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A Raymond Santana

A Raymond Santana

Raymond Santana

Raymond Santana is 27 years old, from Brazil and is the founder of 4-Hour Workweek and The 4-Hour Chef. With the 4-Hour Workweek, he became the first person to release a book that offered readers the information they need to make advanced-level lifestyle changes.

Raymond

Prosecution of the five remaining defendants—Kevin Richardson, Antron McCray, Raymond Santana, Korey Wise, and Yusef Salaam—in the rape and assault case was based primarily on confessions which they had made after lengthy police interrogations. None of the defendants had legal counsel during questioning. Many consider the interrogation techniques to have been coercive and they have been subject to wide criticism. Within weeks, they each withdrew their confessions, pleaded not guilty, and refused plea deals on the rape and assault charges. None of the suspects' DNA matched the DNA collected from the crime scene: two semen samples that both belonged to one unidentified man. No substantive physical evidence connected any of the five teenagers to the rape scene, but each was convicted in 1990 of related assault and other charges. Subsequently, known as the Central Park Five, they received sentences ranging from 5 to 15 years. Four of the defendants appealed their convictions, but these were affirmed by appellate courts. The four juvenile defendants served 6–7 years each; the 16-year-old was tried and sentenced as an adult and served 13 years in an adult prison. The five other defendants, indicted for assaults of other victims, pleaded guilty to reduced charges and received less severe sentences.

When Kevin, Antron, and Raymond's lawsuit against New York was finally settled, Korey received $12.2 million, the largest portion of the settlement. But he knows that money will never give him back the time he lost while wrongfully incarcerated: "You can forgive, but you won't forget," he says in Sarah and Ken Burns' 2012 documentary, The Central Park Five. "You won't forget what you lost ... No money could bring the life that was missing or the time that was taken away." (Source: www.goodhousekeeping.com)

Known

Prosecution of the five remaining defendants—Kevin Richardson, Antron McCray, Raymond Santana, Korey Wise, and Yusef Salaam—in the rape and assault case was based primarily on confessions which they had made after lengthy police interrogations. None of the defendants had legal counsel during questioning. Many consider the interrogation techniques to have been coercive and they have been subject to wide criticism. Within weeks, they each withdrew their confessions, pleaded not guilty, and refused plea deals on the rape and assault charges. None of the suspects' DNA matched the DNA collected from the crime scene: two semen samples that both belonged to one unidentified man. No substantive physical evidence connected any of the five teenagers to the rape scene, but each was convicted in 1990 of related assault and other charges. Subsequently, known as the Central Park Five, they received sentences ranging from 5 to 15 years. Four of the defendants appealed their convictions, but these were affirmed by appellate courts. The four juvenile defendants served 6–7 years each; the 16-year-old was tried and sentenced as an adult and served 13 years in an adult prison. The five other defendants, indicted for assaults of other victims, pleaded guilty to reduced charges and received less severe sentences.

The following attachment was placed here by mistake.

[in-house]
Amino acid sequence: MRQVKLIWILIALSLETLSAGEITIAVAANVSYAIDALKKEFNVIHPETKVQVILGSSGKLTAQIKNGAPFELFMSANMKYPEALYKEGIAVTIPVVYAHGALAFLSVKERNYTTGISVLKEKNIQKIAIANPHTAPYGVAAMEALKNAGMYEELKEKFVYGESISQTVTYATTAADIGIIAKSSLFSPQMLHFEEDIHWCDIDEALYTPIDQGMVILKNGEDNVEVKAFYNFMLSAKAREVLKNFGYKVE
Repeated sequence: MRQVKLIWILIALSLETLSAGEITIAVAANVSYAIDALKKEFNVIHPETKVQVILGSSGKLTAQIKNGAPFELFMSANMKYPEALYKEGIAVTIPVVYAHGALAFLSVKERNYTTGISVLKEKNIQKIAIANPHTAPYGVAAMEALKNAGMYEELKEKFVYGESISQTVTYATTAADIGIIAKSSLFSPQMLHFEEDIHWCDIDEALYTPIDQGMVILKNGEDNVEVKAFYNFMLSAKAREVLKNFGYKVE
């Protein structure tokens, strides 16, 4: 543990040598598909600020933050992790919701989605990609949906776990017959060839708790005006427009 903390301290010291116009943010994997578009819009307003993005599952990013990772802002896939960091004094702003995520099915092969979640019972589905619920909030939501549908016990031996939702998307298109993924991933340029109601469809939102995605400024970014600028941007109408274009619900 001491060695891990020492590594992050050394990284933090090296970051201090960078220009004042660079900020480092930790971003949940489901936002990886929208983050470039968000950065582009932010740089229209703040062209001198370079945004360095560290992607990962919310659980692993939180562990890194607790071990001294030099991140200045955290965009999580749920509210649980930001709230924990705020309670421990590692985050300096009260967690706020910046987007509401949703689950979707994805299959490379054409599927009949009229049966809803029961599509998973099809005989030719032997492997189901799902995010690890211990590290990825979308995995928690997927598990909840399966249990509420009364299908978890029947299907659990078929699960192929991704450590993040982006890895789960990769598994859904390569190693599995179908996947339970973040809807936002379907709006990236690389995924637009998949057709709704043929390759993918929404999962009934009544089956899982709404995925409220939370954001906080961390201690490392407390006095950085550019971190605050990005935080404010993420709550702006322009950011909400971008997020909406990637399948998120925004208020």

Prosecution of the five remaining defendants—Kevin Richardson, Antron McCray, Raymond Santana, Korey Wise, and Yusef Salaam—in the rape and assault case was based primarily on confessions which they had made after lengthy police interrogations. None of the defendants had legal counsel during questioning. Many consider the interrogation techniques to have been coercive and they have been subject to wide criticism. Within weeks, they each withdrew their confessions, pleaded not guilty, and refused plea deals on the rape and assault charges. None of the suspects' DNA matched the DNA collected from the crime scene: two semen samples that both belonged to one unidentified man. No substantive physical evidence connected any of the five teenagers to the rape scene, but each was convicted in 1990 of related assault and other charges. Subsequently, known as the Central Park Five, they received sentences ranging from 5 to 15 years. Four of the defendants appealed their convictions, but these were affirmed by appellate courts. The four juvenile defendants served 6–7 years each; the 16-year-old was tried and sentenced as an adult and served 13 years in an adult prison. The five other defendants, indicted for assaults of other victims, pleaded guilty to reduced charges and received less severe sentences. (Source: en.wikipedia.org)

 

 

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